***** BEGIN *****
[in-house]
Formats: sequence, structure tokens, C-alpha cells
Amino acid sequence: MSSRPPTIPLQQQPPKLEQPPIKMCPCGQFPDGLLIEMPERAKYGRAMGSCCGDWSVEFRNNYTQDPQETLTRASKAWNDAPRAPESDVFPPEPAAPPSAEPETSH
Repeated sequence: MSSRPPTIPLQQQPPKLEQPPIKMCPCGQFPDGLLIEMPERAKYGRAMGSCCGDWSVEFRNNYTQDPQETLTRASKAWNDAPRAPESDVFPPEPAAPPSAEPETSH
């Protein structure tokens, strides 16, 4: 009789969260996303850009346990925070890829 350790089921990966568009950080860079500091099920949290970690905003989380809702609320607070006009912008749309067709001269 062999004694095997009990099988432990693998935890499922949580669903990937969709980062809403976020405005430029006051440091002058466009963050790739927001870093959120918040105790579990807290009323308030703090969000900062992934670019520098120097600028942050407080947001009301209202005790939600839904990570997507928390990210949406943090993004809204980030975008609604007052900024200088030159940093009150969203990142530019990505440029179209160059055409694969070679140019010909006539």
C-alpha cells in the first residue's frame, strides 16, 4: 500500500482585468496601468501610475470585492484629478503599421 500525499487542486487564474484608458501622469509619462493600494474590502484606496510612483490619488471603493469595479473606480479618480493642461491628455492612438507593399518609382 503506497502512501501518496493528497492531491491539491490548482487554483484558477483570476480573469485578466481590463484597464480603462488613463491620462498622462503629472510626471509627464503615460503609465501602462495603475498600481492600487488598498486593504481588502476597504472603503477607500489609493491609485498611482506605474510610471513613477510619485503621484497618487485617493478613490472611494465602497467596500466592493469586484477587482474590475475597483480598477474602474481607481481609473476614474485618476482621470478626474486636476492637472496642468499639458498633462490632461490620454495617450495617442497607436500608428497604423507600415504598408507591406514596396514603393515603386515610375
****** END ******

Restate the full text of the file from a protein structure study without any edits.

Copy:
[in-house]
Formats: sequence, structure tokens, C-alpha cells
Amino acid sequence: MSSRPPTIPLQQQPPKLEQPPIKMCPCGQFPDGLLIEMPERAKYGRAMGSCCGDWSVEFRNNYTQDPQETLTRASKAWNDAPRAPESDVFPPEPAAPPSAEPETSH
Repeated sequence: MSSRPPTIPLQQQPPKLEQPPIKMCPCGQFPDGLLIEMPERAKYGRAMGSCCGDWSVEFRNNYTQDPQETLTRASKAWNDAPRAPESDVFPPEPAAPPSAEPETSH
């Protein structure tokens, strides 16, 4: 009789969260996303850009346990925070890829 350790089921990966568009950080860079500091099920949290970690905003989380809702609320607070006009912008749309067709001269 062999004694095997009990099988432990693998935890499922949580669903990937969709980062809403976020405005430029006051440091002058466009963050790739927001870093959120918040105790579990807290009323308030703090969000900062992934670019520098120097600028942050407080947001009301209202005790939600839904990570997507928390990210949406943090993004809204980030975008609604007052900024200088030159940093009150969203990142530019990505440029179209160059055409694969070679140019010909006539």
C-alpha cells in the first residue's frame, strides 16, 4: 500500500482585468496601468501610475470585492484629478503599421 500525499487542486487564474484608458501622469509619462493600494474590502484606496510612483490619488471603493469595479473606480479618480493642461491628455492612438507593399518609382 503506497502512501501518496493528497492531491491539491490548482487554483484558477483570476480573469485578466481590463484597464480603462488613463491620462498622462503629472510626471509627464503615460503609465501602462495603475498600481492600487488598498486593504481588502476597504472603503477607500489609493491609485498611482506605474510610471513613477510619485503621484497618487485617493478613490472611494465602497467596500466592493469586484477587482474590475475597483480598477474602474481607481481609473476614474485618476482621470478626474486636476492637472496642468499639458498633462490632461490620454495617450495617442497607436500608428497604423507600415504598408507591406514596396514603393515603386515610375